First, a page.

Tuesday, May 31, 2016

I'm Back!!
...Why I was gone and what it all means.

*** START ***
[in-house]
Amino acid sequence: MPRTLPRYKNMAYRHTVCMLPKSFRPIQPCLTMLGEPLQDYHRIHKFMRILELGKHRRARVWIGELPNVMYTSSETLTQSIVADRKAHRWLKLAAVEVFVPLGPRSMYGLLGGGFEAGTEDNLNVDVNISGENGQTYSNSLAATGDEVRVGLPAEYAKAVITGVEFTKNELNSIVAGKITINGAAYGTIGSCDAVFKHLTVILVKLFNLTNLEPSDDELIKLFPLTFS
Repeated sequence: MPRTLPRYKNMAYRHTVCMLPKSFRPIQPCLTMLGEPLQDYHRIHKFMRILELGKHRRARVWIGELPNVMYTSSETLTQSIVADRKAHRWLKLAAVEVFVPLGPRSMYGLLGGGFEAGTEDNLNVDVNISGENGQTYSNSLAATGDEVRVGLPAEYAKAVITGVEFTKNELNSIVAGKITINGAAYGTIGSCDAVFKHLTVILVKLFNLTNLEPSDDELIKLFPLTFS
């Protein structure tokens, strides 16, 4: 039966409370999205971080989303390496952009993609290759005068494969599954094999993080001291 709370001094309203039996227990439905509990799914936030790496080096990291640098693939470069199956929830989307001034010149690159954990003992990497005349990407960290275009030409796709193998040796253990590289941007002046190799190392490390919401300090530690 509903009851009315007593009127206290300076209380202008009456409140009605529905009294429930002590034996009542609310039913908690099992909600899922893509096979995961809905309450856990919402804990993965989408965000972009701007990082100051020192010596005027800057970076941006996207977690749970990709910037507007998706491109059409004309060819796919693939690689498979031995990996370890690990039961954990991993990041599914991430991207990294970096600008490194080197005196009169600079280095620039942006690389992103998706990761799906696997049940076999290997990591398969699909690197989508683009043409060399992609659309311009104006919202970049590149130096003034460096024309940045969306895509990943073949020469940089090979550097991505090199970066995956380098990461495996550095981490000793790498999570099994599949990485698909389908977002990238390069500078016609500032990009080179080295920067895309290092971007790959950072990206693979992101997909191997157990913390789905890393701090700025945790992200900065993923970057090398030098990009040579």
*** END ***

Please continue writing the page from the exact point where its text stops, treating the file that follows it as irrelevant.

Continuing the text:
It has been a long time since I have posted on here but things have been a little overwhelming and crazy. I wish I could say that I was off traveling the world or doing something fabulous but the truth of the matter is I have been dealing with some major health issues and recovering from surgeries. I know that blogging about my health is not what I primarily do but I want to help bring awareness to a disease that a lot of people are not aware even exists and I want to dispel some of the myths that are out there regarding this disease.